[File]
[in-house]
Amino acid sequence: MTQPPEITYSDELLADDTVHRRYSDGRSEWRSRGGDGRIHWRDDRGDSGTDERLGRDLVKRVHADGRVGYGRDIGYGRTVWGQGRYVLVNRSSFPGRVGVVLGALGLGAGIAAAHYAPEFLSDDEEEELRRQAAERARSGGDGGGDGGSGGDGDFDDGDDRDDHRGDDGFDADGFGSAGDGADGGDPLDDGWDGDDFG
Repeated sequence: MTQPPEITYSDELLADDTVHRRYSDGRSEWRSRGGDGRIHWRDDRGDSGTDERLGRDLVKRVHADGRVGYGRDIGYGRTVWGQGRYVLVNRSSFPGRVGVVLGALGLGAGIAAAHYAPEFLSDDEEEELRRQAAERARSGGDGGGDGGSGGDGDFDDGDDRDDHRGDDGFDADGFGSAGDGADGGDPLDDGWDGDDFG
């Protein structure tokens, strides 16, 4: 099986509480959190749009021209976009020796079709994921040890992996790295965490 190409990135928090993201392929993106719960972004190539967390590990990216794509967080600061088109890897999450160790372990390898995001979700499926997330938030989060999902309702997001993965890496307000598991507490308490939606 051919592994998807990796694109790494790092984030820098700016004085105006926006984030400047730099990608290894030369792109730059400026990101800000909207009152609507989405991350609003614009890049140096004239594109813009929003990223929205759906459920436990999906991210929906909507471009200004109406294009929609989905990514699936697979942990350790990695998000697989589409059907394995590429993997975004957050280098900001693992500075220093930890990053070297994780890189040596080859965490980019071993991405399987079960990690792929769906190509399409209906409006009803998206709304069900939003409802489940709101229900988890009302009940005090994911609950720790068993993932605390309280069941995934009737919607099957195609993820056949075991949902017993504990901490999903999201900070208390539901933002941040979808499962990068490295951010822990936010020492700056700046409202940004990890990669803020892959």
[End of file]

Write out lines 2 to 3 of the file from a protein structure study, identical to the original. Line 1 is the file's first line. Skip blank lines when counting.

Amino acid sequence: MTQPPEITYSDELLADDTVHRRYSDGRSEWRSRGGDGRIHWRDDRGDSGTDERLGRDLVKRVHADGRVGYGRDIGYGRTVWGQGRYVLVNRSSFPGRVGVVLGALGLGAGIAAAHYAPEFLSDDEEEELRRQAAERARSGGDGGGDGGSGGDGDFDDGDDRDDHRGDDGFDADGFGSAGDGADGGDPLDDGWDGDDFG
Repeated sequence: MTQPPEITYSDELLADDTVHRRYSDGRSEWRSRGGDGRIHWRDDRGDSGTDERLGRDLVKRVHADGRVGYGRDIGYGRTVWGQGRYVLVNRSSFPGRVGVVLGALGLGAGIAAAHYAPEFLSDDEEEELRRQAAERARSGGDGGGDGGSGGDGDFDDGDDRDDHRGDDGFDADGFGSAGDGADGGDPLDDGWDGDDFG